raising little ones in the great outdoors

The “U” in “Suck”

“There is no ‘I’ in ‘Team’, but there is a ‘U’ in ‘Suck’.”

Someone painted these words on the back window of the Suburban in front of us. At the time, I found it hilarious. I still think it’s funny, but not as much as I did after running three relay legs totaling 18 miles, closing my eyes for two hours on a high-school floor, and driving all over the back roads of northern Utah with my wife and four friends. Welcome to the Ragnar Wasatch Back Relay.

Explaining the race requires a dizzying amount of numbers. A team of 12 runners, divided into 2 vehicles, runs 188 miles from Logan to Park City, UT. Each person runs 3 legs of 3-9 miles for a total of 13-18 miles. Runner 1 does legs 1, 13, and 25; runner 2 does 2, 14, 26; and so on. This year there were almost 8,000 runners participating. Each checkpoint is staffed by a volunteer crew to direct traffic, but the team needs to be self-sufficient with water, food, etc. While the runners from the “on” van are on the course, the “off” van runners try to rest. A couple of high schools along the course offer showers and disaster-shelter-style sleeping arrangements. Rest is fleeting for the “off” van runners because they have to be sure to be back to make the exchange with the final “on” van runner.

If this sounds like a logistical nightmare to you, you’re absolutely right. If it sounds like a lot of fun, you’re a sick person, but you’re right again. We made a ton of blunders. We got dehydrated. We got cold and wet. We convinced ourselves that fiery-lime Cheetos and peanut M&M’s were recovery food, and then we promptly signed up again for next year right after we finished. It seemed a shame to waste all that hard-earned experience by not doing the race again.

Steve providing encouragement to his fellow runner.

Steve providing encouragement to his fellow runner.

Even though the race is run entirely on roads, a personal history of outdoor epics provides a huge mental advantage. Mixing sleep deprivation with maximum exertion and moving through the night by headlamp were foreign concepts to most members of our team before the race. The weather turned against us, and our teammates battled cold rain and wind for the last few hours. I stopped having fun while waiting for 20 minutes with Jennie and the baby, in the rain, for our shuttle to the finish area. But like every good adventure, the memories of the hard times fade into the camaraderie of shared suffering.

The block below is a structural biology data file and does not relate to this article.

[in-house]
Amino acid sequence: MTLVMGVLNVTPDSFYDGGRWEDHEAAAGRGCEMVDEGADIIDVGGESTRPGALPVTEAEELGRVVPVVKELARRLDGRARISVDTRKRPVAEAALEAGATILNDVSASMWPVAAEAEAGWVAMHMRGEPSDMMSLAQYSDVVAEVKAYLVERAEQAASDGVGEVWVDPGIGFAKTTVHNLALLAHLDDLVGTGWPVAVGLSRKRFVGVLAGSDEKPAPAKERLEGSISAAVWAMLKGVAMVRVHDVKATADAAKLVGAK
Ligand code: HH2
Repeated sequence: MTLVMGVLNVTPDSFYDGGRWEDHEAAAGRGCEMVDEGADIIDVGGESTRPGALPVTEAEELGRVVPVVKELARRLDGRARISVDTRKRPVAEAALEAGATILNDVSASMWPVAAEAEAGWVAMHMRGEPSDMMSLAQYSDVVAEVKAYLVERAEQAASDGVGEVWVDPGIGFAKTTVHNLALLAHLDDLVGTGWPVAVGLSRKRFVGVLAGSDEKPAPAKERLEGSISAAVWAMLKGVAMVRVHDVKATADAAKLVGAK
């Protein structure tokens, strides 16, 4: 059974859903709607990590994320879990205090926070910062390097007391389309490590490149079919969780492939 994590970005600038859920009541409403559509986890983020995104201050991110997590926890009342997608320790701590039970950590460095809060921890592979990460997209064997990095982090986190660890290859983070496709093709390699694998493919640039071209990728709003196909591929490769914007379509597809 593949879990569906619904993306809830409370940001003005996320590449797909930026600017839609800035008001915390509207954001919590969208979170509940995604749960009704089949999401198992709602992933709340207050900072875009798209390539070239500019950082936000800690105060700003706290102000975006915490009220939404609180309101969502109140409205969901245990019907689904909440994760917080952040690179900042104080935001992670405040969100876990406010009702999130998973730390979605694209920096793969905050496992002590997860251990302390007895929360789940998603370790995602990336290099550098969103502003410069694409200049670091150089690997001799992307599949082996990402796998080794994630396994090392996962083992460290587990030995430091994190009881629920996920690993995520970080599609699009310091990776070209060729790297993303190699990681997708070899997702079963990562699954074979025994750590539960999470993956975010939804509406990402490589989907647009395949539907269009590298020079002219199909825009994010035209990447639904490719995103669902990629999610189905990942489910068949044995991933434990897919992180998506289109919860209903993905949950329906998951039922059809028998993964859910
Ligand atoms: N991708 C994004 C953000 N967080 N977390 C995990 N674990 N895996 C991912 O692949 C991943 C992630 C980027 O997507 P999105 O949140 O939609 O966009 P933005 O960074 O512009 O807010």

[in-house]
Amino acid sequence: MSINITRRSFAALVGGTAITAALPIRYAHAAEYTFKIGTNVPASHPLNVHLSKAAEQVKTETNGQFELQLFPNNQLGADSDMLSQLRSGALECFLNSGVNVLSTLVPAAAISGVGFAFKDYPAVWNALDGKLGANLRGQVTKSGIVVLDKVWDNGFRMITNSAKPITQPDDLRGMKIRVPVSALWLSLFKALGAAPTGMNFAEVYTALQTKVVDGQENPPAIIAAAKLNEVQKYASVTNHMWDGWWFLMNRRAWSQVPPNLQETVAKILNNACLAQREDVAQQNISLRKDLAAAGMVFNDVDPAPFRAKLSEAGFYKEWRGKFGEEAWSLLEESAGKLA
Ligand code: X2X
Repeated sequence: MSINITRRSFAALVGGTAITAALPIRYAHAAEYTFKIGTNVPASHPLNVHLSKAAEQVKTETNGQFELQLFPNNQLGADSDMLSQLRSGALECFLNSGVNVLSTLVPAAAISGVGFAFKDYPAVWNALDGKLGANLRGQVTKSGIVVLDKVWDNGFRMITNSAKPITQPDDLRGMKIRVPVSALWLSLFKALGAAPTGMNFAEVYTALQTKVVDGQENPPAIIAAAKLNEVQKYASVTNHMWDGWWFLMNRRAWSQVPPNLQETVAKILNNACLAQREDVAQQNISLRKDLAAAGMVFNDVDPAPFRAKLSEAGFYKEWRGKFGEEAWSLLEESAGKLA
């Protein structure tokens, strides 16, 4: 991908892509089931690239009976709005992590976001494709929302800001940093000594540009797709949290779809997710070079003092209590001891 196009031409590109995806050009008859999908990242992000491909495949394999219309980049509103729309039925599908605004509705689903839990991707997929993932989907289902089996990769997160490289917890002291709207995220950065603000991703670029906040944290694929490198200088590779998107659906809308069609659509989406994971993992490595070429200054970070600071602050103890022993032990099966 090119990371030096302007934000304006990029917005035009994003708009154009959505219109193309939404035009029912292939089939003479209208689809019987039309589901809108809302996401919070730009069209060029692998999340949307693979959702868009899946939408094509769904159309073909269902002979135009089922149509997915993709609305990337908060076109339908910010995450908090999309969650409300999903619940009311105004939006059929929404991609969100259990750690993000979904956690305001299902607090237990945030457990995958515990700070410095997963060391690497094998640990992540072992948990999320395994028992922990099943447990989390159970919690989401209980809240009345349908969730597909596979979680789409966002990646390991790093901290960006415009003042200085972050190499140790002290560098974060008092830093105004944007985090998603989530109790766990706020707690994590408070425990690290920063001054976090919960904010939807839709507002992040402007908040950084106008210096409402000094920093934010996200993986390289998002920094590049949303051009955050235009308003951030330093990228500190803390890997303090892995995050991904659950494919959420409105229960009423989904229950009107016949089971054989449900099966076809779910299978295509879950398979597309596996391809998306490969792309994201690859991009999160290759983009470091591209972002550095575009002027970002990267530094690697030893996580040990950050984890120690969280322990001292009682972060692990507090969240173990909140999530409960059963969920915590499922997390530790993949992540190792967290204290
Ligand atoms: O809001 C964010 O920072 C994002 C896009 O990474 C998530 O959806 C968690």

We had a great group of friends in our car. I don’t think we stopped laughing the entire time. I was really proud of Jennie, she trained hard and met her goal pace. After having a baby last fall, this race gave her the motivation to train when it would’ve been easier to quit. My personal highlight was my second leg, rolling 7.5 miles downhill under a dark sky full of stars. As usual, Nate recounted the most hilarious experiences. Our cool spring weather had not prepared us for the blistering conditions we encountered on the course (almost 80 degrees). As Nate sank toward a heat-induced delirium, the only thing that kept him from rolling in the mud puddles alongside the road was the fear of getting my seats dirty. Later, he would say that he was so hungry on his final leg that even the flock of sheep next to the road smelled delicious.

With all the blood in their legs, the team decides to sign up for next year before any formulates a clear thought.

With all the blood in their legs, the team decides to sign up for next year before any formulates a clear thought.

By now you’re probably wondering what any of this has to do with parenting. Two weeks after the race, the team reunited along with our children for a backyard barbeque. Some 30 kids ran around the yard, playing flag football, jumping on the trampoline, fighting with lightsabers. It was such an incredible collection of kids in motion. These kids are the lucky ones. Their parents restrict TV watching and encourage outdoor play. More importantly, the parents model that behavior by being active themselves in everything from running to gardening.

As I watched the kids playing their games, I was struck by how they ran everywhere. If we took them to a track and told them to run laps, they would probably whine and quit within the first hundred yards, yet during this backyard play session, they ran eagerly with smiles on their faces for over an hour. Maybe that’s why team relays are gaining in popularity. They turn running into a party with a bunch of friends, a 24+ hour game of tag. Maybe next year I’ll carry a lightsaber.

–Steve Bohrer

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3 Responses to “The “U” in “Suck””

  1. Corey says:

    And next year I will be wearing huaraches or maybe my own calloused god-shoes.

  2. Will T. says:

    These relays really are a fun event. I’ve done the Hood-to-Coast relay in Oregon twice and I’m glad to see the Ragner Relay has now made it up to Washington State as well.
    http://willandjenni.blogspot.com/2004/08/will-runs-hood-to-coast.html
    http://willandjenni.blogspot.com/2005/08/hood-to-coast-2005.html

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